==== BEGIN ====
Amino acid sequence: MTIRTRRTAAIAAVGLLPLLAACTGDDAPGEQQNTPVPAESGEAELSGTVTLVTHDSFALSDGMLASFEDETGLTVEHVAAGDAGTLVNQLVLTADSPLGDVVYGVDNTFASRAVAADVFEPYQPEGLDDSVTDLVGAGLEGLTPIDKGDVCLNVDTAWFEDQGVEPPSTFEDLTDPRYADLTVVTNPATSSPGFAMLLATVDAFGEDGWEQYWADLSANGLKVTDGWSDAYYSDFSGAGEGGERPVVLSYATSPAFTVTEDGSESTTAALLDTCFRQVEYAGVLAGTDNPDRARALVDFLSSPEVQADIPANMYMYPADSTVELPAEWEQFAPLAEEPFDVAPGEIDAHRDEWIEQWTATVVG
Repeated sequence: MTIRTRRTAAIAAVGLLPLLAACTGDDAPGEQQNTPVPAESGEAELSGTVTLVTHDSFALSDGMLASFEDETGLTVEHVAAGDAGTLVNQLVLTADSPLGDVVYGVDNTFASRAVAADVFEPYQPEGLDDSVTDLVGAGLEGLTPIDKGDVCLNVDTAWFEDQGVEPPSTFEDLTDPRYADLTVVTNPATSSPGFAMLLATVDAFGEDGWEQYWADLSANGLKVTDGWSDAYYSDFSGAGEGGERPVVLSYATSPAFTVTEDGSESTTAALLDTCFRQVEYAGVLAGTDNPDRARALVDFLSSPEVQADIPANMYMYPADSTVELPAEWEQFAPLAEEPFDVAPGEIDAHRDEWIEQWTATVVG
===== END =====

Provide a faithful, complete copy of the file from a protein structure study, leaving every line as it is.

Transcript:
Amino acid sequence: MTIRTRRTAAIAAVGLLPLLAACTGDDAPGEQQNTPVPAESGEAELSGTVTLVTHDSFALSDGMLASFEDETGLTVEHVAAGDAGTLVNQLVLTADSPLGDVVYGVDNTFASRAVAADVFEPYQPEGLDDSVTDLVGAGLEGLTPIDKGDVCLNVDTAWFEDQGVEPPSTFEDLTDPRYADLTVVTNPATSSPGFAMLLATVDAFGEDGWEQYWADLSANGLKVTDGWSDAYYSDFSGAGEGGERPVVLSYATSPAFTVTEDGSESTTAALLDTCFRQVEYAGVLAGTDNPDRARALVDFLSSPEVQADIPANMYMYPADSTVELPAEWEQFAPLAEEPFDVAPGEIDAHRDEWIEQWTATVVG
Repeated sequence: MTIRTRRTAAIAAVGLLPLLAACTGDDAPGEQQNTPVPAESGEAELSGTVTLVTHDSFALSDGMLASFEDETGLTVEHVAAGDAGTLVNQLVLTADSPLGDVVYGVDNTFASRAVAADVFEPYQPEGLDDSVTDLVGAGLEGLTPIDKGDVCLNVDTAWFEDQGVEPPSTFEDLTDPRYADLTVVTNPATSSPGFAMLLATVDAFGEDGWEQYWADLSANGLKVTDGWSDAYYSDFSGAGEGGERPVVLSYATSPAFTVTEDGSESTTAALLDTCFRQVEYAGVLAGTDNPDRARALVDFLSSPEVQADIPANMYMYPADSTVELPAEWEQFAPLAEEPFDVAPGEIDAHRDEWIEQWTATVVG